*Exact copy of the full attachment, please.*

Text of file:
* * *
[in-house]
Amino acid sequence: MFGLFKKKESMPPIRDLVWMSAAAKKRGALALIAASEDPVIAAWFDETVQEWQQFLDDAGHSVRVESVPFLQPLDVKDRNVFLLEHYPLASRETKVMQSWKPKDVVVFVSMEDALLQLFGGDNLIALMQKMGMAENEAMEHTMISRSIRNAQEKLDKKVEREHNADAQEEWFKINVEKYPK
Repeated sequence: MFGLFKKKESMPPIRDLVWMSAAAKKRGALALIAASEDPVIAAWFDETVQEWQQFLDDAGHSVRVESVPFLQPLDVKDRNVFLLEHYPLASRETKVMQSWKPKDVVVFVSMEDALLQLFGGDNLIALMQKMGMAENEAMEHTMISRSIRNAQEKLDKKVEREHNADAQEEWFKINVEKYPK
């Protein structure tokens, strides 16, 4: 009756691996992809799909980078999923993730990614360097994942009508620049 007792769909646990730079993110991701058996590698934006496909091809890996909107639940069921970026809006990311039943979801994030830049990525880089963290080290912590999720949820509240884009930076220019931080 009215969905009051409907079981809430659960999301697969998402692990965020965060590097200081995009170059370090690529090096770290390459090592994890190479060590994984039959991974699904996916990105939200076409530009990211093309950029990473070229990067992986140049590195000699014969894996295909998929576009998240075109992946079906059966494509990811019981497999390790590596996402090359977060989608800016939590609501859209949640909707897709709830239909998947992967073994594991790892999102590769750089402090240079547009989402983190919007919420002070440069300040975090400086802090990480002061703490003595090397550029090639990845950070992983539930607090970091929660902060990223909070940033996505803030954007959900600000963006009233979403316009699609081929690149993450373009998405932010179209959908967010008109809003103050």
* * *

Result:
[in-house]
Amino acid sequence: MFGLFKKKESMPPIRDLVWMSAAAKKRGALALIAASEDPVIAAWFDETVQEWQQFLDDAGHSVRVESVPFLQPLDVKDRNVFLLEHYPLASRETKVMQSWKPKDVVVFVSMEDALLQLFGGDNLIALMQKMGMAENEAMEHTMISRSIRNAQEKLDKKVEREHNADAQEEWFKINVEKYPK
Repeated sequence: MFGLFKKKESMPPIRDLVWMSAAAKKRGALALIAASEDPVIAAWFDETVQEWQQFLDDAGHSVRVESVPFLQPLDVKDRNVFLLEHYPLASRETKVMQSWKPKDVVVFVSMEDALLQLFGGDNLIALMQKMGMAENEAMEHTMISRSIRNAQEKLDKKVEREHNADAQEEWFKINVEKYPK
């Protein structure tokens, strides 16, 4: 009756691996992809799909980078999923993730990614360097994942009508620049 007792769909646990730079993110991701058996590698934006496909091809890996909107639940069921970026809006990311039943979801994030830049990525880089963290080290912590999720949820509240884009930076220019931080 009215969905009051409907079981809430659960999301697969998402692990965020965060590097200081995009170059370090690529090096770290390459090592994890190479060590994984039959991974699904996916990105939200076409530009990211093309950029990473070229990067992986140049590195000699014969894996295909998929576009998240075109992946079906059966494509990811019981497999390790590596996402090359977060989608800016939590609501859209949640909707897709709830239909998947992967073994594991790892999102590769750089402090240079547009989402983190919007919420002070440069300040975090400086802090990480002061703490003595090397550029090639990845950070992983539930607090970091929660902060990223909070940033996505803030954007959900600000963006009233979403316009699609081929690149993450373009998405932010179209959908967010008109809003103050």